Flourish with Friends

Good friends are good for your health and well-being.

Do you want to live longer? Spend time with friends! Researchers looked at 148 studies that focused on social relationships and longevity. They concluded that people with stronger social relationships had a 50 percent increased chance of survival. This finding held across age, gender, initial health status, cause of death, and length of follow-up period. Specific studies have shown that:

•  Women with breast cancer who took part in a support group lived twice as long and had less pain as women who did not.

•  People with successful friendships are less likely to have depression and immune problems.

•  People with the least variety of social relationships were 4.2 times more likely to catch a cold. This was true even though being around others exposes people to more viruses.

•  Having social support increases self-esteem and helps people cope with stress, grief, trauma, and relationship problems.

Benefit from friendships.

Love and Be Loved

•  Give and get emotional support.

•  Relax and have fun doing things you enjoy together.

•  Encourage each other to follow healthy lifestyle habits, such as being physically active and quitting tobacco use.

•  Look forward to celebrating good times.

•  Be comfortable to express wants, needs, and opinions without being judged.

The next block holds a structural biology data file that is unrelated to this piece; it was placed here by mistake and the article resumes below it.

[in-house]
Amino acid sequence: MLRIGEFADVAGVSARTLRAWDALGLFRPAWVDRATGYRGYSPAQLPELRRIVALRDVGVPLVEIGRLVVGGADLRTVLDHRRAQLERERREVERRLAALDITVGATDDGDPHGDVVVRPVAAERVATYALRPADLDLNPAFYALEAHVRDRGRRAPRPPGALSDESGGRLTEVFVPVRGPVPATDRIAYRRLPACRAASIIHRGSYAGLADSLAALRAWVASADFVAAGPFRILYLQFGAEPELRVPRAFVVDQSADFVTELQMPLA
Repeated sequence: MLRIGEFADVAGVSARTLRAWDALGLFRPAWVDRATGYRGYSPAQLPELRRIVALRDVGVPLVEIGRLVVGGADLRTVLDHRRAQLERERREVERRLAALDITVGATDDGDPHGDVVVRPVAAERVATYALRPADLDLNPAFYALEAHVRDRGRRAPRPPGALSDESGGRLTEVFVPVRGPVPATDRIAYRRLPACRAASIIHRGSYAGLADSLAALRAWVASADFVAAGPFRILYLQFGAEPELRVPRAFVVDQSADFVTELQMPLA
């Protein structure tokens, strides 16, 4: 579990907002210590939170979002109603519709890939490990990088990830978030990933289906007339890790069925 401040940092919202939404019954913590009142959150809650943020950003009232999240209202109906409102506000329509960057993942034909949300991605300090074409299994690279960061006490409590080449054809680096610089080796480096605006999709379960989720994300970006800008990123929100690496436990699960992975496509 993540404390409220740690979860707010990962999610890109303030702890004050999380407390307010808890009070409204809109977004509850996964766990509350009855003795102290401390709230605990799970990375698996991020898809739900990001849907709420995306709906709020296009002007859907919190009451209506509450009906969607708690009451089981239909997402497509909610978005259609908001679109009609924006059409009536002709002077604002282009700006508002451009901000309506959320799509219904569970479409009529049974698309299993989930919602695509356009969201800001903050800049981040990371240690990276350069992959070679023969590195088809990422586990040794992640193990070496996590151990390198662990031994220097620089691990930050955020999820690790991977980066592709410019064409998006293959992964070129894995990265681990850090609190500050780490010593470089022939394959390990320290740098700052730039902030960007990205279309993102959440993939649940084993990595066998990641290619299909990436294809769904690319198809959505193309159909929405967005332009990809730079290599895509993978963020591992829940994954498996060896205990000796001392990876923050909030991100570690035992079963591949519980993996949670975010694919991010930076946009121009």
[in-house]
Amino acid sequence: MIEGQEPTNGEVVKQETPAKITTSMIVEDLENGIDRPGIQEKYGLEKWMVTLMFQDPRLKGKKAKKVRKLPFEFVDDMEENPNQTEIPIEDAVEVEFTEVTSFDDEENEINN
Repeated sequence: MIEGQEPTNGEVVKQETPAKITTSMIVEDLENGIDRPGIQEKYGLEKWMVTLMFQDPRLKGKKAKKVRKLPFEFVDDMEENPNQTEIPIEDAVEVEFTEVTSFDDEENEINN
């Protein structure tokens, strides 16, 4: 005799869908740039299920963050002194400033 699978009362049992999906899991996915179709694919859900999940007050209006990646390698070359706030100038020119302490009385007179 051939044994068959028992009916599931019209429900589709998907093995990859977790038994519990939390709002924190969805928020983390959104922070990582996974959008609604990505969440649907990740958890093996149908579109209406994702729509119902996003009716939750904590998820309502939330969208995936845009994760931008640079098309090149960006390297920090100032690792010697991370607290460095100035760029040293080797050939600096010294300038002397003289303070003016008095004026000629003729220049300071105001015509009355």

•  Feel a sense of purpose.

•  Give and receive unconditional acceptance.

Being a good friend takes work.

•  Communication is a two-way street. Discuss what’s going on in your life. Listen to what’s going on with your friend.

•  Expect and give respect. Keep your friend’s private issues private. Ask that he or she does the same.

•  Focus on solving problems, not just complaining about them.

•  Make time for each other no matter how busy you are.

•  Offer help whether or not your friend asks you for it.

Action Step

Call, text, email, or write a note to a friend today. Let your friend know how much he or she means to you.

This website is not meant to substitute for expert medical advice or treatment. Follow your doctor’s or health care provider’s advice if it differs from what is given in this guide.


The American Institute for Preventive Medicine (AIPM) is not responsible for the availability or content of external sites, nor does AIPM endorse them. Also, it is the responsibility of the user to examine the copyright and licensing restrictions of external pages and to secure all necessary permission.


The content on this website is proprietary. You may not modify, copy, reproduce, republish, upload, post, transmit, or distribute, in any manner, the material on the website without the written permission of AIPM.